te Collaboratory Notes From The Field: Mo Elliott - Levi Strauss
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Collaboratory Notes From The Field: Mo Elliott


The following comes from Mo Elliott, the founder and president of Fayettechill and one of ten fellows selected to participate in the inaugural class of the Levi Strauss & Co. Collaboratory. As part of this fellowship experience that brought together entrepreneurs and social entrepreneurs in the apparel industry to collaborate on sustainability solutions for their organizations, Levi Strauss & Co. connected the fellows with our leaders, outside experts and employee mentors to imagine solutions for reducing their organization’s water impact. In May, we announced more than $350,000 in funding to implement their project ideas. The ultimate goal? To build a more socially and environmentally responsible apparel industry.

At Fayettechill, we believe in the power of the natural world and its ability to inspire, heal and energize. We try to hit the “pause” button whenever we can and get outdoors where we can think about what is most important. We have always been inspired by the mountains, rivers, trees and wind around us and are committed to making our products in a way that they are mindful of the environment, durable and comfortable.

When we dove into the challenge posed by the Collaboratory – to reduce our organization’s water impact – we focused on the product that we all wear when we head outside, cotton T-shirts (which also happen to be one of our top sellers!). Our goal is to produce and tell the water-savings story of T-shirts made with 50 percent recycled cotton fibers, which use less water to make because they rely on less virgin cotton.

As a first step, we developed unisex T-shirts using a blend of 50 percent recycled cotton and 50 percent recycled polyester. We wanted to test how the manufacturing process worked using this type of yarn with a factory in Los Angeles, CA. We also wanted to see how our customers would react to a material blend from an upcycled supply chain that includes recycled cotton.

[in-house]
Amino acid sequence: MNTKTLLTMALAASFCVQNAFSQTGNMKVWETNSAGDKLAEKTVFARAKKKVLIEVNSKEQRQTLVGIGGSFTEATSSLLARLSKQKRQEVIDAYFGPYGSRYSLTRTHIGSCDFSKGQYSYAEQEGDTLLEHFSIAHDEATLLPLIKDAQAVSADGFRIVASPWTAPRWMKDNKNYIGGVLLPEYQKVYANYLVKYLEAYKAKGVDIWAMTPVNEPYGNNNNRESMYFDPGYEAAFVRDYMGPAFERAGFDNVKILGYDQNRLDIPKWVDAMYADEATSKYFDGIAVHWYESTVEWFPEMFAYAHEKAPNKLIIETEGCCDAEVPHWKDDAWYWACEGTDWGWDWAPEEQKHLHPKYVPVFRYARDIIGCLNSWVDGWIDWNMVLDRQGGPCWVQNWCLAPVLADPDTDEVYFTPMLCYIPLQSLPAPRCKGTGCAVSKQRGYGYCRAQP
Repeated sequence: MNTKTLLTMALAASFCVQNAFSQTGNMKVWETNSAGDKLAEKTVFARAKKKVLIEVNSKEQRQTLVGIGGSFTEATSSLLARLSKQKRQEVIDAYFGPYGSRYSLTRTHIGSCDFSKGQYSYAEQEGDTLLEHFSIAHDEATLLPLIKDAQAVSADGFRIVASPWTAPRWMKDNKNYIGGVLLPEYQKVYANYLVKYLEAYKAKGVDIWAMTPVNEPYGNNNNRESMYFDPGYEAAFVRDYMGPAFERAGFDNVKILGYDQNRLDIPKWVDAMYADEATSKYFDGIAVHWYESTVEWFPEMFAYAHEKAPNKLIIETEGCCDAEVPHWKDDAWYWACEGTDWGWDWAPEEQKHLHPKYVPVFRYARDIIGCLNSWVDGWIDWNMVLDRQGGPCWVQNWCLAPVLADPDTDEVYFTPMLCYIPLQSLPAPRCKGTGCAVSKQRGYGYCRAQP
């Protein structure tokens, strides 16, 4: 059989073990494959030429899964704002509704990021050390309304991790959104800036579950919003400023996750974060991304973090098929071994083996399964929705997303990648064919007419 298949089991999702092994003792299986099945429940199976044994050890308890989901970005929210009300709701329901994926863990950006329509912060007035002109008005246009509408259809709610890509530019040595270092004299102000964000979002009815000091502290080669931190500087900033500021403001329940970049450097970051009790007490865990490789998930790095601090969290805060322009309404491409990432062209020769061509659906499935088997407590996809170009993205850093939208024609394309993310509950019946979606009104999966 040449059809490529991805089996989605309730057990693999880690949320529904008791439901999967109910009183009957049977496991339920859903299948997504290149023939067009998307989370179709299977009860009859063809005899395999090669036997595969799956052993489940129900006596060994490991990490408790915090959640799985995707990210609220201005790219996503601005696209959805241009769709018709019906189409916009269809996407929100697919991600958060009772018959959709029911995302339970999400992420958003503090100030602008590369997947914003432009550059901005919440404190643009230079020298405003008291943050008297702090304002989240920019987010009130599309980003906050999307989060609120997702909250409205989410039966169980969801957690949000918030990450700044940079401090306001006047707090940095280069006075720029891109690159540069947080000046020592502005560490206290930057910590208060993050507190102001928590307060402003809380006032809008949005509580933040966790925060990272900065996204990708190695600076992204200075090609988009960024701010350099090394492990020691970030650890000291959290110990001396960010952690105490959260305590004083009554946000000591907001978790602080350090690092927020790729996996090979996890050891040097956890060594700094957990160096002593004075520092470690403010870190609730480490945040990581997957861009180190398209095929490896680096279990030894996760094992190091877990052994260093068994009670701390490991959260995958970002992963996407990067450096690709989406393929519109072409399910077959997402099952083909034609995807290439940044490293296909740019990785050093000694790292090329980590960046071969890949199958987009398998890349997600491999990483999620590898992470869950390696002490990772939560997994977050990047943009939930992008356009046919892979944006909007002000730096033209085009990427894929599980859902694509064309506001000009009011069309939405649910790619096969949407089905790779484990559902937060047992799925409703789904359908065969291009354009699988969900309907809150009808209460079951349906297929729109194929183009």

We designed red, white and blue shirts and graphics so that we could run our test in conjunction with the July 4th holiday when many of the outdoor enthusiasts who love our brand take off on outdoor adventures. For this initial pilot, we only produced a small quantity and sold them through our flagship store in Fayetteville, Arkansas. (Apologies to all you online shoppers – you’ll have to wait until spring 2018!)

We ran this test so that we could see how our customers responded to the product and the message that they required less water to make than our traditional top selling blend of 50 percent organic cotton / 50 percent recycled polyester. The response was positive. Customers shared that they were unaware that you could recycle cotton and use the recycled fibers to make new T-shirts. We were able to reinforce our brand’s commitment to present sustainable apparel options. And, we sold out the test products in two weeks!

This test run was an amazing journey from getting inspired at the Collaboratory Workshop weekend by the idea of water savings, to concept and design (which took place in this room). We were able to manufacture a more sustainable product in the U.S. and educate our employees as well as spread the word about the water impact of apparel to Fayettechill fans. It was a start and catalyst to the kind of manufacturing and marketing we want to continue for seasons to come.

So, what’s next?

You can expect to see this recycled cotton blend (with an improved “hand” – aka softness) in our lineup of Limited Edition tee designs for 2018. Based on our projected order, we will be saving 1,584,800 gallons of water compared to our traditional T-shirt blend of 50 percent organic cotton /50 percent recycled polyester.

Stay tuned to Unzipped for additional project updates from the Collaboratory fellows.